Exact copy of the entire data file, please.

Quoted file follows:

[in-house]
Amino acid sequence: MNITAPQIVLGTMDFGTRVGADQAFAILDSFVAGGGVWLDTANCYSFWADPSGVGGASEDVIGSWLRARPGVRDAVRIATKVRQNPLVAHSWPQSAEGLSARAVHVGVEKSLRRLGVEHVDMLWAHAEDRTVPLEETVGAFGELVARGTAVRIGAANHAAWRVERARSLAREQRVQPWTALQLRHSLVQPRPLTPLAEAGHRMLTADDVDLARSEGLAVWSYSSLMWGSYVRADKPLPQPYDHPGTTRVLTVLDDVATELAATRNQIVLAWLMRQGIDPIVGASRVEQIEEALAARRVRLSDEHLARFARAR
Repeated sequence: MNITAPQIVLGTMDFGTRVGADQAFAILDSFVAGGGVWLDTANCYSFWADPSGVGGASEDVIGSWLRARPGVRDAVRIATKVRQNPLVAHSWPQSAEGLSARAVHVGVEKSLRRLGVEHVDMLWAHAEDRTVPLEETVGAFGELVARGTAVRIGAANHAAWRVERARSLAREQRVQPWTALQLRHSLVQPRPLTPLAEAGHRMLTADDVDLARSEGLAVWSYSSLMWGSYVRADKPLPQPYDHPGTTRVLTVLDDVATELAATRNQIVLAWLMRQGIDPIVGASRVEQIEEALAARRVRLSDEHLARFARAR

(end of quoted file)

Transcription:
[in-house]
Amino acid sequence: MNITAPQIVLGTMDFGTRVGADQAFAILDSFVAGGGVWLDTANCYSFWADPSGVGGASEDVIGSWLRARPGVRDAVRIATKVRQNPLVAHSWPQSAEGLSARAVHVGVEKSLRRLGVEHVDMLWAHAEDRTVPLEETVGAFGELVARGTAVRIGAANHAAWRVERARSLAREQRVQPWTALQLRHSLVQPRPLTPLAEAGHRMLTADDVDLARSEGLAVWSYSSLMWGSYVRADKPLPQPYDHPGTTRVLTVLDDVATELAATRNQIVLAWLMRQGIDPIVGASRVEQIEEALAARRVRLSDEHLARFARAR
Repeated sequence: MNITAPQIVLGTMDFGTRVGADQAFAILDSFVAGGGVWLDTANCYSFWADPSGVGGASEDVIGSWLRARPGVRDAVRIATKVRQNPLVAHSWPQSAEGLSARAVHVGVEKSLRRLGVEHVDMLWAHAEDRTVPLEETVGAFGELVARGTAVRIGAANHAAWRVERARSLAREQRVQPWTALQLRHSLVQPRPLTPLAEAGHRMLTADDVDLARSEGLAVWSYSSLMWGSYVRADKPLPQPYDHPGTTRVLTVLDDVATELAATRNQIVLAWLMRQGIDPIVGASRVEQIEEALAARRVRLSDEHLARFARAR